Oscar-tipped drama Nomadland has been crowned the big winner at the London Critics’ Circle film awards, picking up three main prizes.
Starring Frances McDormand as a woman travelling in a van on a journey through the American West, it was named film of the year at the ceremony, which was held virtually due to the coronavirus pandemic.
Two-time Academy Award winner McDormand was also named actress of the year, while director Chloe Zhao picked up the gong for best screenwriter.
British horror film Saint Maud, which stars Morfydd Clark as a palliative care nurse and convert to high Catholicism, also collected three prizes at the London Critics’ Circle event – for British/Irish film of the year, British/Irish actress of the year, and breakthrough British/Irish filmmaker for writer-director Rose Glass.
The late Chadwick Boseman was named actor of the year posthumously for his role in blues drama Ma Rainey’s Black Bottom. Also starring Viola Davis, the film was released in November, three months after the 43-year-old actor’s death from cancer.
Steve McQueen was named director of the year for Small Axe, an anthology of five films centred around London’s West Indian community from the late 1960s to the early ’80s, while Shaun Parkes, who starred in the first instalment, Mangrove, won the prize for supporting actor of the year.
Maria Bakalova won the prize for supporting actress of the year for her role as Borat’s daughter alongside Sacha Baron Cohen in Borat Subsequent Moviefilm, while Riz Ahmed was named British/Irish actor of the year for his work in Sound Of Metal and Mogul Mowgli.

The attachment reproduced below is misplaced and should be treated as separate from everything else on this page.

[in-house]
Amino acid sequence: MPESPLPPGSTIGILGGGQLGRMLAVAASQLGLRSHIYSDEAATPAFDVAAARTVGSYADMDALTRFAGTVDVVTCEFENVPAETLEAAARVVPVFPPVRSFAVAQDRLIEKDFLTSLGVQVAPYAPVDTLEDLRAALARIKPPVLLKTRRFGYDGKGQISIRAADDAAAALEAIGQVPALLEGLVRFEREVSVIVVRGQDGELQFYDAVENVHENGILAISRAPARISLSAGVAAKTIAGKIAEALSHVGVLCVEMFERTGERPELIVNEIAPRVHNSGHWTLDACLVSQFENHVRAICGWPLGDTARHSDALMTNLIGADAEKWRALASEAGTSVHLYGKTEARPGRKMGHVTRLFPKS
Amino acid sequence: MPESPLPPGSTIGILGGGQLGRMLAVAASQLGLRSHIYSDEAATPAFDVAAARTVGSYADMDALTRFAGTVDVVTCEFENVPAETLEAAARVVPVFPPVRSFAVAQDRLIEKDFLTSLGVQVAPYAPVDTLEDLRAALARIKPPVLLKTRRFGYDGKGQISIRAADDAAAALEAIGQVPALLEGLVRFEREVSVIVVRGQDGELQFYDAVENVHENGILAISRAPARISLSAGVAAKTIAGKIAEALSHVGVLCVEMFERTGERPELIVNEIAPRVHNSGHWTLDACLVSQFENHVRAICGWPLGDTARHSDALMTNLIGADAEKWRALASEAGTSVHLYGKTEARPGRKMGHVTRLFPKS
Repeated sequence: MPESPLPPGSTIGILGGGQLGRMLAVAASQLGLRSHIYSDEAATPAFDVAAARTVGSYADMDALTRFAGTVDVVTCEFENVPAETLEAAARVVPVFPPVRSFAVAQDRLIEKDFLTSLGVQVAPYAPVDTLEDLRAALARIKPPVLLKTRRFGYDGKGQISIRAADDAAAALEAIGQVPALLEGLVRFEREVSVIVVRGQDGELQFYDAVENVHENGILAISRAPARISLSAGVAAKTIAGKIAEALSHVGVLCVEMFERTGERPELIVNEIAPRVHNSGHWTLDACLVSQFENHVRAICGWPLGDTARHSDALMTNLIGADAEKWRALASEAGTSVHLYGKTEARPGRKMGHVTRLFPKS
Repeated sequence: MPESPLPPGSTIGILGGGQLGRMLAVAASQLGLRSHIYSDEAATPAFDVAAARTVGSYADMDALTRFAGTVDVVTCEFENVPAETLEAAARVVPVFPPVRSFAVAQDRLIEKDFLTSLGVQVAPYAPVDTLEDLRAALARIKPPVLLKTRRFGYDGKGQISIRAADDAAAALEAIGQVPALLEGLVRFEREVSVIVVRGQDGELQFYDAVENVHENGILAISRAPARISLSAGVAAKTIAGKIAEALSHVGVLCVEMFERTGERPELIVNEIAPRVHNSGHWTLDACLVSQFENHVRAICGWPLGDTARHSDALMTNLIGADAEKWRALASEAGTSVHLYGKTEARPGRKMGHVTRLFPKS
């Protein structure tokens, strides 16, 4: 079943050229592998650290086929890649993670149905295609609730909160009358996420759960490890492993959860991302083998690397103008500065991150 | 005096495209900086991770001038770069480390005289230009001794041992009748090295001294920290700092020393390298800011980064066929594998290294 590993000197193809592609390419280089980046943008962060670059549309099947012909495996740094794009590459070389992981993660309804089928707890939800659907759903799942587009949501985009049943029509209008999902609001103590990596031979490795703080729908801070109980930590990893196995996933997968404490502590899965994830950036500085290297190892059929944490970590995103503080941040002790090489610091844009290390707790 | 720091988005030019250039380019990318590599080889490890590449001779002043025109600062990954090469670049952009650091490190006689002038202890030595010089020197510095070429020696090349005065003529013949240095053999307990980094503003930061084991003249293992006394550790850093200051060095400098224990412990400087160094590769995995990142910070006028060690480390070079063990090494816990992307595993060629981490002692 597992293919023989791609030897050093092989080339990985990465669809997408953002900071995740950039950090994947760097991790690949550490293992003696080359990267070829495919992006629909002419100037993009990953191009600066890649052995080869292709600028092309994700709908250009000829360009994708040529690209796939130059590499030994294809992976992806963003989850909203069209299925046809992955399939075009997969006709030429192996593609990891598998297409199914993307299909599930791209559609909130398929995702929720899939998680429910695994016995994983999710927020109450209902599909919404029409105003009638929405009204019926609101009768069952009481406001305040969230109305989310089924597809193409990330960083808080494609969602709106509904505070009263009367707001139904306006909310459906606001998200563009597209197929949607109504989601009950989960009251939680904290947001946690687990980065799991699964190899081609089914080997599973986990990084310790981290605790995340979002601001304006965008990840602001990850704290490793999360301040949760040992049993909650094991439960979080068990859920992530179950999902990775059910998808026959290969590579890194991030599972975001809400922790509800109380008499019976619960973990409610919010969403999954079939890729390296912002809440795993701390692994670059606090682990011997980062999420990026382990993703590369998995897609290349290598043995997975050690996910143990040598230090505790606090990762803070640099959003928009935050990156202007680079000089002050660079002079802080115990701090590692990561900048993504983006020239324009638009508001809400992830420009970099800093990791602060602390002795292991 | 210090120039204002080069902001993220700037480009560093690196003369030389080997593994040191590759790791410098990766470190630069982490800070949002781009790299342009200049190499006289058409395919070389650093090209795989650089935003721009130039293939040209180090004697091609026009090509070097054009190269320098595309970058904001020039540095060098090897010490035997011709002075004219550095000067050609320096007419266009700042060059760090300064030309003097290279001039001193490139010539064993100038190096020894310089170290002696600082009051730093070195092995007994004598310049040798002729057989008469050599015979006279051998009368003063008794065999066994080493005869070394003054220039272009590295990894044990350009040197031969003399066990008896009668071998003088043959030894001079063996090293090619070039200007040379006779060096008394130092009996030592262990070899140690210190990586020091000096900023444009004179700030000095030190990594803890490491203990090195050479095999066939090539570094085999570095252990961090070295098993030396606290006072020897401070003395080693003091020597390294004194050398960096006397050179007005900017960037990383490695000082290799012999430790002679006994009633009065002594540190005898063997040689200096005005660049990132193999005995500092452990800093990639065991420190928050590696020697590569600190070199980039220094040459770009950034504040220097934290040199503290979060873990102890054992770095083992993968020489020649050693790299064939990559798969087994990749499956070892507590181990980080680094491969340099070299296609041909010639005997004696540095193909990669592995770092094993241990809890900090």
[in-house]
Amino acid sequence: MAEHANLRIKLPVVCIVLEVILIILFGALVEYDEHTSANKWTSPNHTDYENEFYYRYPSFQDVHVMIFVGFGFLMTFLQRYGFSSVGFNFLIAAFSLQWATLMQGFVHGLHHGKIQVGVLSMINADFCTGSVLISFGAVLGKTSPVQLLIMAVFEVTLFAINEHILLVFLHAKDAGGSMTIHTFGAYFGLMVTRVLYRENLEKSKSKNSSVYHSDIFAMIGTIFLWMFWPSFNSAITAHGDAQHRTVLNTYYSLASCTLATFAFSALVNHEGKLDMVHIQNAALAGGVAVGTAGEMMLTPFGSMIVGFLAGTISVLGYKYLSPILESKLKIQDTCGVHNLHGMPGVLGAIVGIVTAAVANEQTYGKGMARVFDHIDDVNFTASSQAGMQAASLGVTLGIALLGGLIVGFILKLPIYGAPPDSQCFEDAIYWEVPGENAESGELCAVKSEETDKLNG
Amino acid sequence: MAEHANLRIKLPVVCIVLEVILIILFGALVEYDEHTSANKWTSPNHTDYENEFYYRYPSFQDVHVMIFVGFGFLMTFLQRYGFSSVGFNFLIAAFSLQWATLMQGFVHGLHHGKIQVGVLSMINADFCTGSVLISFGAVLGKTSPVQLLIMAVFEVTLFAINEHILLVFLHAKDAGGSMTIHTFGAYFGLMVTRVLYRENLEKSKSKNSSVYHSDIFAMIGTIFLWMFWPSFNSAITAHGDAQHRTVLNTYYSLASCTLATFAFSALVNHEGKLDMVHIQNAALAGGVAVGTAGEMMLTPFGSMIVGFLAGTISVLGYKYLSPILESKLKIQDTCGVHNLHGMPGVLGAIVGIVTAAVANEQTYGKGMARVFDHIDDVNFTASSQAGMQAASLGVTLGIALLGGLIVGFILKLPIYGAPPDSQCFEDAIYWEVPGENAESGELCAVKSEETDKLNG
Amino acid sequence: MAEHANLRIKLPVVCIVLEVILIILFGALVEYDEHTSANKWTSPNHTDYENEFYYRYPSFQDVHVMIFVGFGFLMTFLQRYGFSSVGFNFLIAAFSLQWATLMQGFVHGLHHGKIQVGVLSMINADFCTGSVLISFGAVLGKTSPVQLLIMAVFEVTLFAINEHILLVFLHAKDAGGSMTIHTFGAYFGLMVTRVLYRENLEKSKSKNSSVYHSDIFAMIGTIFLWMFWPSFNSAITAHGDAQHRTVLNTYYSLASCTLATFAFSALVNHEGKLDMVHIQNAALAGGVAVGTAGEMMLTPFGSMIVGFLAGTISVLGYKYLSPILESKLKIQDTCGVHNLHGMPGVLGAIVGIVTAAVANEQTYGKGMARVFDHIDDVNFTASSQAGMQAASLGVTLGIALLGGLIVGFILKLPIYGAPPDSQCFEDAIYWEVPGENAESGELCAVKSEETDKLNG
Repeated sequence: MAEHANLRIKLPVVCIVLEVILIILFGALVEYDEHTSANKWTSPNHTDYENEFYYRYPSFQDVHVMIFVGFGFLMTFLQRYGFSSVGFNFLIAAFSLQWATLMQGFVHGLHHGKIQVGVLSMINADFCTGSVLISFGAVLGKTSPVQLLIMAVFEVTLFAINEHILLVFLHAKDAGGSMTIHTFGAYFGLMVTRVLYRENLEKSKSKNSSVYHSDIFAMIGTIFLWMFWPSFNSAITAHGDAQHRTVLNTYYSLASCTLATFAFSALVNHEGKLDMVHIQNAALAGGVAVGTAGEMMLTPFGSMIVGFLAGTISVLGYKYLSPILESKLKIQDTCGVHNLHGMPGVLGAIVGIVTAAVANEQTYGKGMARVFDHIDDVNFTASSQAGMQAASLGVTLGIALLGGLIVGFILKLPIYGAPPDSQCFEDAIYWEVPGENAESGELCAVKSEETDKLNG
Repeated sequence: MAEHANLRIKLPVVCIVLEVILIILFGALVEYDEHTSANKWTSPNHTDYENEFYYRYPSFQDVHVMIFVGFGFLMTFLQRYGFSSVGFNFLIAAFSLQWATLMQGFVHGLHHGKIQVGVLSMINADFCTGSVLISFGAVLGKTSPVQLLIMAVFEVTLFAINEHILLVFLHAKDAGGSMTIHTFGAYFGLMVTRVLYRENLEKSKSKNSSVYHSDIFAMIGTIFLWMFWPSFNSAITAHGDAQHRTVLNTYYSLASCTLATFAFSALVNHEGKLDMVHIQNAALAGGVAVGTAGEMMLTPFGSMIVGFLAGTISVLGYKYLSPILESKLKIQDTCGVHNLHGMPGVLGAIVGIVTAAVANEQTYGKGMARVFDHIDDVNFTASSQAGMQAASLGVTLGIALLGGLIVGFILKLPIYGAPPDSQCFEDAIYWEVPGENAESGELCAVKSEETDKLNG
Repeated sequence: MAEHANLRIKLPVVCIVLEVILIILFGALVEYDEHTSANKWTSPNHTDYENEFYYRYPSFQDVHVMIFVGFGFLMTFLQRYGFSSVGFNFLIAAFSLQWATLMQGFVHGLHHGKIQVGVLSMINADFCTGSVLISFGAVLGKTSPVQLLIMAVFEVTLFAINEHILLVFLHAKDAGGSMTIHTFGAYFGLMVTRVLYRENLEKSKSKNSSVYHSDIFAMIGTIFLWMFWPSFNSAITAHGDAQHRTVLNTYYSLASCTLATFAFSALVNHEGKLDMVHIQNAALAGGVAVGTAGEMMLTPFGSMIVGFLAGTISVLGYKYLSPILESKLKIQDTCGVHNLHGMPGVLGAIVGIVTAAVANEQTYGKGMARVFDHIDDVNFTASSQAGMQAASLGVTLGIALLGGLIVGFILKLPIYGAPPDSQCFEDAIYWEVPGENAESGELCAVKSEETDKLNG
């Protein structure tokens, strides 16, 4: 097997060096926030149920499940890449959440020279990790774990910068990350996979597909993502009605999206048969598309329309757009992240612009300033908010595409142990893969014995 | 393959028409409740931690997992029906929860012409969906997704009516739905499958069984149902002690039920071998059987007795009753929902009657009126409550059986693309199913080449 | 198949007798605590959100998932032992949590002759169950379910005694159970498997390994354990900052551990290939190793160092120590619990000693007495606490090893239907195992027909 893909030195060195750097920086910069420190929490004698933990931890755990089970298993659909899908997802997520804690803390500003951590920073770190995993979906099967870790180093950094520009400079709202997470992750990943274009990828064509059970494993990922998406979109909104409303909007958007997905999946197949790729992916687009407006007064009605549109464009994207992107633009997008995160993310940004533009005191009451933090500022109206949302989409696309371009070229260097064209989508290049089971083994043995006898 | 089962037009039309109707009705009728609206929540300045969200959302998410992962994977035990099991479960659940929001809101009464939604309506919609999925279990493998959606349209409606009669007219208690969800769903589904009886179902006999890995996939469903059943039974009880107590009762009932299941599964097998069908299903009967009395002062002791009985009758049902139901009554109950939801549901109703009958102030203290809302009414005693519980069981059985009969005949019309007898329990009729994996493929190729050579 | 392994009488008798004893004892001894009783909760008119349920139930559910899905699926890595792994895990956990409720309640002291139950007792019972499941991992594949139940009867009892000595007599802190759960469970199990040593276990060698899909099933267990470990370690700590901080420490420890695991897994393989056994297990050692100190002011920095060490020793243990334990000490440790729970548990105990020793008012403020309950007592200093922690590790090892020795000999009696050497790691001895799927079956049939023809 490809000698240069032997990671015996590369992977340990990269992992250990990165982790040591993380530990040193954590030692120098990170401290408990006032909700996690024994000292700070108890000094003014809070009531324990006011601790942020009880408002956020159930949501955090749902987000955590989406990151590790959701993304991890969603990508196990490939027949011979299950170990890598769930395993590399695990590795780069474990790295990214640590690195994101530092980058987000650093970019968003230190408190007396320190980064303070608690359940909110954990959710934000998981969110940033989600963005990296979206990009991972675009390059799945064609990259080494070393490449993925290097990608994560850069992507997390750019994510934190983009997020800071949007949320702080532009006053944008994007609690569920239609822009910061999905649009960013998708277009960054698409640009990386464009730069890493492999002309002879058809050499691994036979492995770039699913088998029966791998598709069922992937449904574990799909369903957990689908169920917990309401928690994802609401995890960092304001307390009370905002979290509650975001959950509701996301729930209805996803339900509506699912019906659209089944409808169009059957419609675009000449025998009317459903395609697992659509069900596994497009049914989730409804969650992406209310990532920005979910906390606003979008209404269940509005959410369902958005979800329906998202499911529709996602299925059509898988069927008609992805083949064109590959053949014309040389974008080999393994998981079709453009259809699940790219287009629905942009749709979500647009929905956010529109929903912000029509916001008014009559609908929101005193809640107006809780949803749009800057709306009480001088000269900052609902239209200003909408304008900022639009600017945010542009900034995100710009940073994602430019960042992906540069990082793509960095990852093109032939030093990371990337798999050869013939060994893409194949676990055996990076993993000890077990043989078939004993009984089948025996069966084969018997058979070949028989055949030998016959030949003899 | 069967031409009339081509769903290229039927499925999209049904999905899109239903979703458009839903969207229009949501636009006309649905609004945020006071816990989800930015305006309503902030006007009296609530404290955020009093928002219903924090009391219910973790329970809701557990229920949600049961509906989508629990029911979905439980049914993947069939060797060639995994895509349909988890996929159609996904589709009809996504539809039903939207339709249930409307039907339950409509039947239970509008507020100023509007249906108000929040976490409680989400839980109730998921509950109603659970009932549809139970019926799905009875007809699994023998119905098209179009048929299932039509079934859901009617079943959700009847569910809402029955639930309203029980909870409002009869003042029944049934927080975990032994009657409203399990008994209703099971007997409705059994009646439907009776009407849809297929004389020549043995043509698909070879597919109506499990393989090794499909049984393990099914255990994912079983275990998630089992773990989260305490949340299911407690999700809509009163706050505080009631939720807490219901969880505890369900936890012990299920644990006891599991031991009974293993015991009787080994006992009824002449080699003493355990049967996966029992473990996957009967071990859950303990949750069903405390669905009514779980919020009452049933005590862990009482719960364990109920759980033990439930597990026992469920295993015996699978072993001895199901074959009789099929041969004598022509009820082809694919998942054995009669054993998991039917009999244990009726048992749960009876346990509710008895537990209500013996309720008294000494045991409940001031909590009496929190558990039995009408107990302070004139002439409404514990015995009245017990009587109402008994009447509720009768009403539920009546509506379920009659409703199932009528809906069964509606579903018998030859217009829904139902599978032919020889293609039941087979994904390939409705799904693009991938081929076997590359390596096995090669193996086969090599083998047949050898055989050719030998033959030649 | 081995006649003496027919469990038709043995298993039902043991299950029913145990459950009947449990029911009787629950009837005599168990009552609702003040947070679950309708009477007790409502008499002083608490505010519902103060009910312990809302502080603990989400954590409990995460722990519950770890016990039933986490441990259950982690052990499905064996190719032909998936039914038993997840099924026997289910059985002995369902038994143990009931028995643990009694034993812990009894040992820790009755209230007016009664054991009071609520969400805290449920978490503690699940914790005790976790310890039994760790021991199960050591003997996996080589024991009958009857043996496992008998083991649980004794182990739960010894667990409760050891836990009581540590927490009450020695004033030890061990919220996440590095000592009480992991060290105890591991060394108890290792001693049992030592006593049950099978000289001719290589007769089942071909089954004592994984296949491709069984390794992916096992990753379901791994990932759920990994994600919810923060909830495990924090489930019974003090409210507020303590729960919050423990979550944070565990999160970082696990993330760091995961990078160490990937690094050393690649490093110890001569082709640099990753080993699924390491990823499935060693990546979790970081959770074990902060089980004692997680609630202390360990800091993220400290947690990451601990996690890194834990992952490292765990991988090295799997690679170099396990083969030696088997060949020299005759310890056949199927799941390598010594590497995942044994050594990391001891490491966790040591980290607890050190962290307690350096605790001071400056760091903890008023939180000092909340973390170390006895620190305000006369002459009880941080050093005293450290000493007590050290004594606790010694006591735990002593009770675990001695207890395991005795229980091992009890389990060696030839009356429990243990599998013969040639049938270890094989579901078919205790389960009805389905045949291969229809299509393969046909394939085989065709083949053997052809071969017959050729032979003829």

Ahmed also won another prize for The Long Goodbye, a short film he wrote, produced and starred in, which was named British/Irish short film of the year.
Rich Cline, chair of the film section of the London Critics’ Circle, said that while the ceremony was virtual, he was hopeful of being able to “holding a party in-person” whenever COVID-19 restrictions have eased sufficiently to do so.
“As always, the critics have spread the love around among a range of films this year, particularly recognising female filmmakers and a diverse range of talent both behind and in front of the cameras,” he said.
“This year, our 160 members watched an unusually large number of films, both theatrical and streaming releases, and they’ve sifted out the best of the best for our awards.
“We look forward to holding a party in-person, and of course getting back into cinemas, as soon as it’s safe to do so.”
Other winners included Sarah Gavron’s coming of age story Rocks, which took home two prizes – young British/Irish performer of the year for actress Bukky Bakray, and the technical achievement award for casting for Lucy Pardee.
Collective, which follows journalists working to uncover healthcare fraud in the wake of a deadly nightclub fire in Romania, was named documentary of the year, while black comedy Another Round was named foreign-language film of the year.
Despite a delay due to the coronavirus pandemic, film awards season is now well under way, with the nominations for the Screen Actors Guild Awards also announced earlier in February.
The nominations for the Oscars and the BAFTAs are due to be announced in March, with the ceremonies set for April.